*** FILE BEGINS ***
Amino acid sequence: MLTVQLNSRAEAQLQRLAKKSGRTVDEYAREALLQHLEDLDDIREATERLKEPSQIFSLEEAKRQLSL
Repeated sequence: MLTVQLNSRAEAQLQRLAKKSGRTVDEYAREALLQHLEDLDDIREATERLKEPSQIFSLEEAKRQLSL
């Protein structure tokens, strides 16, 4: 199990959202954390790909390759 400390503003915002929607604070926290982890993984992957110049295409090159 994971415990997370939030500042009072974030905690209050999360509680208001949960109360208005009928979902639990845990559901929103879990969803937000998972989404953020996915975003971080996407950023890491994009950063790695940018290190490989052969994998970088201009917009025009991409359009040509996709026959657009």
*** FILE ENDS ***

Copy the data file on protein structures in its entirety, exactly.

Amino acid sequence: MLTVQLNSRAEAQLQRLAKKSGRTVDEYAREALLQHLEDLDDIREATERLKEPSQIFSLEEAKRQLSL
Repeated sequence: MLTVQLNSRAEAQLQRLAKKSGRTVDEYAREALLQHLEDLDDIREATERLKEPSQIFSLEEAKRQLSL
């Protein structure tokens, strides 16, 4: 199990959202954390790909390759 400390503003915002929607604070926290982890993984992957110049295409090159 994971415990997370939030500042009072974030905690209050999360509680208001949960109360208005009928979902639990845990559901929103879990969803937000998972989404953020996915975003971080996407950023890491994009950063790695940018290190490989052969994998970088201009917009025009991409359009040509996709026959657009």